Farris Anderson was a professor in the Spanish and Portuguese Department from 1966 until his retirement in 1999. He served as chair from 1995-1999. He gained emeritus Professor status in 2000 and worked as a part-time retiree until 2005, both teaching classes and acting as a consultant for the Cádiz program. He passed away October 7, 2020. Our sincerest condolences go out to his family. You can find his obituary here. The following are memories shared by friends and colleagues.
Farris Anderson was the director of my dissertation on five novels of Benito Pérez Galdós, and I owe to him much gratitude for his unwavering support and encouragement, and also for the many many hours we spent discussing Galdos's characters, his plot twists, Madrid, and much more. As one does when discussing any novel, we argued over how we might have rewritten the endings, in the end giving this choice back to the author, although sometimes, as in the case of Tristana, reluctantly. I should add that we didn't always agree.
What I most remember about Farris was a social side that focused on food, talk and fun. Farris loved to cook for people, and he was a talented and creative cook. Dinner would begin in the kitchen around a plate of beautifully arranged aperitifs. With a drink in one hand and the other reaching out to the platter, we would talk and watch Farris complete the final preparations of an equally delicious entree. There would be a light dessert, served in a slightly perfunctory manner while we waited for the real dessert, which was listening to Farris play on his grand piano. His repertoire consisted of the night club songs, blues, show tunes that he played without music from his own arrangements. One evening, we listened to each other play a Mozart sonata and we agreed that since he could play like Hoagie Carmichael, he could probably forget about Mozart. Although Farris had no interest in returning to the South to visit, I think he knew every song with Georgia in its title and he played them all. We sang and he helped us when we stumbled on the lyrics. But he was rather shy about singing, he preferred to play and we preferred to listen. Eating his cooking and listening to him play, that is what I remember about Farris. It is sad to think that we will never hear him play "Georgia on My Mind” again, or so many others. Farris was a man of many talents, and a loyal friend. He will be greatly missed.
Nancy Bredendick Aranguren:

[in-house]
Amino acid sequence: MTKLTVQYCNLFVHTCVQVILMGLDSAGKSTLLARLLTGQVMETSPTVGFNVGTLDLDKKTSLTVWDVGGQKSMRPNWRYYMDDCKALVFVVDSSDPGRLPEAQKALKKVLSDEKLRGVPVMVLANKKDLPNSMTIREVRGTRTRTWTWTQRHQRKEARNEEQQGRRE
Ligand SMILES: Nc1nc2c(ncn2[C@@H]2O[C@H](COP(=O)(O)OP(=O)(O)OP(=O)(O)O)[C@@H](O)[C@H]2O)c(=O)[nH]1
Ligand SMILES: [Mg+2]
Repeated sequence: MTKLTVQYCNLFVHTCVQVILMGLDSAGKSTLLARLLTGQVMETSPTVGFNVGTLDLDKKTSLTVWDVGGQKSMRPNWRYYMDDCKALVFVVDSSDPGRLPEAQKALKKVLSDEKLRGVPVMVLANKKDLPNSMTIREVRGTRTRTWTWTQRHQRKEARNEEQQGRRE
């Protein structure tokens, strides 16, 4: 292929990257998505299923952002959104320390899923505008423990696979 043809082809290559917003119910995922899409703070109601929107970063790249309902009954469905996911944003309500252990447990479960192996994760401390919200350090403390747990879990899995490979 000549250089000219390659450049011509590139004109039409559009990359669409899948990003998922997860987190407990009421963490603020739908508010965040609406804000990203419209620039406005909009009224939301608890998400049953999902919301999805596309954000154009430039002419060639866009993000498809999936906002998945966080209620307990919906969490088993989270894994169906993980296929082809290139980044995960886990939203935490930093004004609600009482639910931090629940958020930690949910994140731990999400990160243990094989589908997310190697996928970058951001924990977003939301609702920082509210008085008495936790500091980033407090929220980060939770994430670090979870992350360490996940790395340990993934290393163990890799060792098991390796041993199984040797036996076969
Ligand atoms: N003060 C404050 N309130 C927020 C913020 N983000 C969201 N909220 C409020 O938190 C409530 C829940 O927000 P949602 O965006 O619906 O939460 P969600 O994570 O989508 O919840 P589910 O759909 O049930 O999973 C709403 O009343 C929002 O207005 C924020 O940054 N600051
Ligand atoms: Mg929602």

I met Farris in the early 1960s when we were graduate students in the Department of Spanish and Portuguese at the University of Wisconsin in Madison. We reconnected In the early 70s. We were living in Madrid, a city Farris visited periodically over a period of many years to do research and to lead a study abroad program sponsored by a coalition of universities. We saw him on such visits, and on one occasion we even accompanied him and his students on a Spring-break bus tour to parts of Castilla-Leon and Extremadura. One frigid night in Salamanca we watched with them a Holy Week procession passing through the Plaza Mayor. I remember the lights, the drum beats, the pasos depicting the Easter story, the cone-shaped hats on the penitents, the crowd milling about. It wasn’t my first procession, but seeing it in the company of those American students fixed it in my memory.
We go back half a century, which isn´t all that much if you´re a geologist. I´m not a geologist, and Farris wasn´t either. We were, each in his own way, archeologists of Madrid, its history, culture, vivencias. He was more focused, less scattered; no surprise, most scholars are. He was hopelessly besotted with the Madrid that began with Mesonero, and here we were in complete agreement as opposed to the consensus that don Ramón—always and inevitably contrasted with Larra, as though in a boxing match--was a frivolous non-starter who trivialized everything he touched. We talked about it at some length, usually over a bottle of wine, and came to the conclusion that the first and greatest trivializer of Mesonero was Mesonero. Anyone who has read his Memorias de un setentón without blinders knows that we were right on the money. If Farris´s Madrid began with Mesonero, it flowered with Galdós. I know for a certainty that having given up early in life on the American South, he would have loved to have lived somewhere in the environs of the Plaza Mayor in the Restauration. It is possible that he wasn’t fully and intimately acquainted with every stone of every Madrid street and every building that makes an appearance in the Novelas Contemporáneas, but forty years ago he had reached ninety-five percent and was heading resolutely to the finish line. He never quite made it, and we never got to do the book that we talked about and talked about and talked about. But I'm confident that someday we´ll meet up in Carpetania heaven and we´ll get after it.